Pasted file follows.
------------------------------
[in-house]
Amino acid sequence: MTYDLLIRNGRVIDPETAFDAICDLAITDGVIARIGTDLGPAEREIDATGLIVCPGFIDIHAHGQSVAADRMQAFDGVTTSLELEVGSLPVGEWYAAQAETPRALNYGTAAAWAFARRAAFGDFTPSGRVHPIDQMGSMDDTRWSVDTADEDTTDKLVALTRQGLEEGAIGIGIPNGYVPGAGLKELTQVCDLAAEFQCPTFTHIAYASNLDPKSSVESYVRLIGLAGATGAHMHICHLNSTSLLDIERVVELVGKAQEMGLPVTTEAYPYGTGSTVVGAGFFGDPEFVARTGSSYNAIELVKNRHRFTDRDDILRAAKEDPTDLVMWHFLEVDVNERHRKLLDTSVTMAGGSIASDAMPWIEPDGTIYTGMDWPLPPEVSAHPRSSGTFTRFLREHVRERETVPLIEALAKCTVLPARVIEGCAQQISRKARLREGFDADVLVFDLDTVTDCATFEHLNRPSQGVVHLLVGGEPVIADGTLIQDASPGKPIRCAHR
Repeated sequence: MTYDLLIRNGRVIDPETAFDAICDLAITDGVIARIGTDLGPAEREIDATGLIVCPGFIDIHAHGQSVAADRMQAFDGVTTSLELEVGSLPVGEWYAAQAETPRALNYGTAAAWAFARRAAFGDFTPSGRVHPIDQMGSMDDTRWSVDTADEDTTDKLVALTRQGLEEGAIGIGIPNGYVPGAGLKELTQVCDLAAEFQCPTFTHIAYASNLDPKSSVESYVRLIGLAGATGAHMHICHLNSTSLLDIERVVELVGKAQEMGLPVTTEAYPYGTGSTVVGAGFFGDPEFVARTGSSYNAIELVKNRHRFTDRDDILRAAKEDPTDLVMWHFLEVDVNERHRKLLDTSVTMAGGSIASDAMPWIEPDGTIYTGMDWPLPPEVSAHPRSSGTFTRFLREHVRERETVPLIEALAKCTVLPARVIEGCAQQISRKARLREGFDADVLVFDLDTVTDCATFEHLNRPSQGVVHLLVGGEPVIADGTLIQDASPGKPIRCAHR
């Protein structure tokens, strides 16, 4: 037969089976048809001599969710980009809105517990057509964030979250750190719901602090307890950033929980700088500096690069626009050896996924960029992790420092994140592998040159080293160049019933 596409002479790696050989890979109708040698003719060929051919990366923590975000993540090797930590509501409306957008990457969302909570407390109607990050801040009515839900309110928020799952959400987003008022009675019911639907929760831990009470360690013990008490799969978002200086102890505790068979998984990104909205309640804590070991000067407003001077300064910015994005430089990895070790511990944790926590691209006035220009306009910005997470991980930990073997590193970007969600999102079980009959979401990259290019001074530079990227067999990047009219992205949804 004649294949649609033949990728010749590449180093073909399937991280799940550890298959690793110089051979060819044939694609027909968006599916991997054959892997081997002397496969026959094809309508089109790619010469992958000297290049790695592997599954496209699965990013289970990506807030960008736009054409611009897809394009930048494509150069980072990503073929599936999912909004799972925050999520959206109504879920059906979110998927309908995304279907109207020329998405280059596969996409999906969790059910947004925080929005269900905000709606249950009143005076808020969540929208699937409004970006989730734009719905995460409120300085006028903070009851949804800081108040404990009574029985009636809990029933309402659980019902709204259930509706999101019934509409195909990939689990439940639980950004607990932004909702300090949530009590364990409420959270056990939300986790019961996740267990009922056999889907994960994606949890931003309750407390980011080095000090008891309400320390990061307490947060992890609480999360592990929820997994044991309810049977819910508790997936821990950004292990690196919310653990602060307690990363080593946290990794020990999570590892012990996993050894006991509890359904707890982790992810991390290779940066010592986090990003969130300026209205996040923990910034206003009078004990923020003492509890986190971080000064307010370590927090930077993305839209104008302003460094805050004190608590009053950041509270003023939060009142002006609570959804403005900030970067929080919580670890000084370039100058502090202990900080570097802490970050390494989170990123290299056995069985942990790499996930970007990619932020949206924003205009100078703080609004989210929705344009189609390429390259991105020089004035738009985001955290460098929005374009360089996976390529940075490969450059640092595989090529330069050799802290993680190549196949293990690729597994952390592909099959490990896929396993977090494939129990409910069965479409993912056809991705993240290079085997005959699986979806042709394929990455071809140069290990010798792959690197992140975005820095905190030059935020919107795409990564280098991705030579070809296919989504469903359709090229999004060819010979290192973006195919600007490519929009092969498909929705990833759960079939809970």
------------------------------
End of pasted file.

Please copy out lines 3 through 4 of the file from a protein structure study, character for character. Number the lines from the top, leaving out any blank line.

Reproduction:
Repeated sequence: MTYDLLIRNGRVIDPETAFDAICDLAITDGVIARIGTDLGPAEREIDATGLIVCPGFIDIHAHGQSVAADRMQAFDGVTTSLELEVGSLPVGEWYAAQAETPRALNYGTAAAWAFARRAAFGDFTPSGRVHPIDQMGSMDDTRWSVDTADEDTTDKLVALTRQGLEEGAIGIGIPNGYVPGAGLKELTQVCDLAAEFQCPTFTHIAYASNLDPKSSVESYVRLIGLAGATGAHMHICHLNSTSLLDIERVVELVGKAQEMGLPVTTEAYPYGTGSTVVGAGFFGDPEFVARTGSSYNAIELVKNRHRFTDRDDILRAAKEDPTDLVMWHFLEVDVNERHRKLLDTSVTMAGGSIASDAMPWIEPDGTIYTGMDWPLPPEVSAHPRSSGTFTRFLREHVRERETVPLIEALAKCTVLPARVIEGCAQQISRKARLREGFDADVLVFDLDTVTDCATFEHLNRPSQGVVHLLVGGEPVIADGTLIQDASPGKPIRCAHR
């Protein structure tokens, strides 16, 4: 037969089976048809001599969710980009809105517990057509964030979250750190719901602090307890950033929980700088500096690069626009050896996924960029992790420092994140592998040159080293160049019933 596409002479790696050989890979109708040698003719060929051919990366923590975000993540090797930590509501409306957008990457969302909570407390109607990050801040009515839900309110928020799952959400987003008022009675019911639907929760831990009470360690013990008490799969978002200086102890505790068979998984990104909205309640804590070991000067407003001077300064910015994005430089990895070790511990944790926590691209006035220009306009910005997470991980930990073997590193970007969600999102079980009959979401990259290019001074530079990227067999990047009219992205949804 004649294949649609033949990728010749590449180093073909399937991280799940550890298959690793110089051979060819044939694609027909968006599916991997054959892997081997002397496969026959094809309508089109790619010469992958000297290049790695592997599954496209699965990013289970990506807030960008736009054409611009897809394009930048494509150069980072990503073929599936999912909004799972925050999520959206109504879920059906979110998927309908995304279907109207020329998405280059596969996409999906969790059910947004925080929005269900905000709606249950009143005076808020969540929208699937409004970006989730734009719905995460409120300085006028903070009851949804800081108040404990009574029985009636809990029933309402659980019902709204259930509706999101019934509409195909990939689990439940639980950004607990932004909702300090949530009590364990409420959270056990939300986790019961996740267990009922056999889907994960994606949890931003309750407390980011080095000090008891309400320390990061307490947060992890609480999360592990929820997994044991309810049977819910508790997936821990950004292990690196919310653990602060307690990363080593946290990794020990999570590892012990996993050894006991509890359904707890982790992810991390290779940066010592986090990003969130300026209205996040923990910034206003009078004990923020003492509890986190971080000064307010370590927090930077993305839209104008302003460094805050004190608590009053950041509270003023939060009142002006609570959804403005900030970067929080919580670890000084370039100058502090202990900080570097802490970050390494989170990123290299056995069985942990790499996930970007990619932020949206924003205009100078703080609004989210929705344009189609390429390259991105020089004035738009985001955290460098929005374009360089996976390529940075490969450059640092595989090529330069050799802290993680190549196949293990690729597994952390592909099959490990896929396993977090494939129990409910069965479409993912056809991705993240290079085997005959699986979806042709394929990455071809140069290990010798792959690197992140975005820095905190030059935020919107795409990564280098991705030579070809296919989504469903359709090229999004060819010979290192973006195919600007490519929009092969498909929705990833759960079939809970």